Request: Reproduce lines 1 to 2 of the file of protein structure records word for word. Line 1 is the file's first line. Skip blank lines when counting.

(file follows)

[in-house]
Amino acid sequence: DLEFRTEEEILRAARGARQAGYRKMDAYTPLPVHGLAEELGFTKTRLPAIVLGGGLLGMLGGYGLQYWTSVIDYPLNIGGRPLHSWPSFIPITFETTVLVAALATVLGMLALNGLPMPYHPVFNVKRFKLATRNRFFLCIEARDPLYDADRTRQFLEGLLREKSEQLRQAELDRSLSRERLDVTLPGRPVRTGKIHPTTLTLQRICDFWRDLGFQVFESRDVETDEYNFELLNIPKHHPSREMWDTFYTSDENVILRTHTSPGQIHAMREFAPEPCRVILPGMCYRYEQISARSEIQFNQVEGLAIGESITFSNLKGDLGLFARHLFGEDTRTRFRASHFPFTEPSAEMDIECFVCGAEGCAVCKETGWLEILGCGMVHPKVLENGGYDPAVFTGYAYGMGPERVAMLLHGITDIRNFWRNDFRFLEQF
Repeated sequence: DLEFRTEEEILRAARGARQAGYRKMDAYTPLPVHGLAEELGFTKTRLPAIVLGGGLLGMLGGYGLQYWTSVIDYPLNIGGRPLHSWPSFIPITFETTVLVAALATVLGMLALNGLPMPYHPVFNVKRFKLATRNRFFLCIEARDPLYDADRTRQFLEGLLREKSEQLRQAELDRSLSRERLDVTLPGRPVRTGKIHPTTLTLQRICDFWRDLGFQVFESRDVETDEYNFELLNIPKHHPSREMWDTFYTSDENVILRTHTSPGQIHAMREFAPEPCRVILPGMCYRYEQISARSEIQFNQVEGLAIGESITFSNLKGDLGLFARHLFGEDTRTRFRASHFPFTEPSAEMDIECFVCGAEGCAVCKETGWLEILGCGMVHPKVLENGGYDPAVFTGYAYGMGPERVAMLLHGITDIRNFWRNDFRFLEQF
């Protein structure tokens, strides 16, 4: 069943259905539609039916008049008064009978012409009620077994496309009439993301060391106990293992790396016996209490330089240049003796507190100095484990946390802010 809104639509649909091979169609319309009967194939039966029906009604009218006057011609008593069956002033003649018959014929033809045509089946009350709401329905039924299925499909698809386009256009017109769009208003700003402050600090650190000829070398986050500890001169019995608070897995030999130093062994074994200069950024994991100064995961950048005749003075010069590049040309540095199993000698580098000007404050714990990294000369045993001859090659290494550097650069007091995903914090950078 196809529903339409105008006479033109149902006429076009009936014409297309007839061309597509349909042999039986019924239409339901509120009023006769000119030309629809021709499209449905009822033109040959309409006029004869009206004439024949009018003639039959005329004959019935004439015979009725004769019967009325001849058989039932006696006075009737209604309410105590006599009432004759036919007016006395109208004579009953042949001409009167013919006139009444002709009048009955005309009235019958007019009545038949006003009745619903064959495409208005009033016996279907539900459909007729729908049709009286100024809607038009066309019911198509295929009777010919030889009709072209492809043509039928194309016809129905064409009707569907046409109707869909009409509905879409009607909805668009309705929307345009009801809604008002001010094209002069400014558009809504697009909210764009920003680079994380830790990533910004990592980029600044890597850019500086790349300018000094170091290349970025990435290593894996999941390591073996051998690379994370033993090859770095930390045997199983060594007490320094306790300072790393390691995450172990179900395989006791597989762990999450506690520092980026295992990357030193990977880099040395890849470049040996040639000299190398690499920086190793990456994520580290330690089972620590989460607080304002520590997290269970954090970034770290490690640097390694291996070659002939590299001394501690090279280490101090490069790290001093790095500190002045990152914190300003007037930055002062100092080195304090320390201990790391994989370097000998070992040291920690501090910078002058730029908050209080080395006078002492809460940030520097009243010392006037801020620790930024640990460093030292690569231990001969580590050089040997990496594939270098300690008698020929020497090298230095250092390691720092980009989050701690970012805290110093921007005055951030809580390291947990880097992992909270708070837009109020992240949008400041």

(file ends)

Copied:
[in-house]
Amino acid sequence: DLEFRTEEEILRAARGARQAGYRKMDAYTPLPVHGLAEELGFTKTRLPAIVLGGGLLGMLGGYGLQYWTSVIDYPLNIGGRPLHSWPSFIPITFETTVLVAALATVLGMLALNGLPMPYHPVFNVKRFKLATRNRFFLCIEARDPLYDADRTRQFLEGLLREKSEQLRQAELDRSLSRERLDVTLPGRPVRTGKIHPTTLTLQRICDFWRDLGFQVFESRDVETDEYNFELLNIPKHHPSREMWDTFYTSDENVILRTHTSPGQIHAMREFAPEPCRVILPGMCYRYEQISARSEIQFNQVEGLAIGESITFSNLKGDLGLFARHLFGEDTRTRFRASHFPFTEPSAEMDIECFVCGAEGCAVCKETGWLEILGCGMVHPKVLENGGYDPAVFTGYAYGMGPERVAMLLHGITDIRNFWRNDFRFLEQF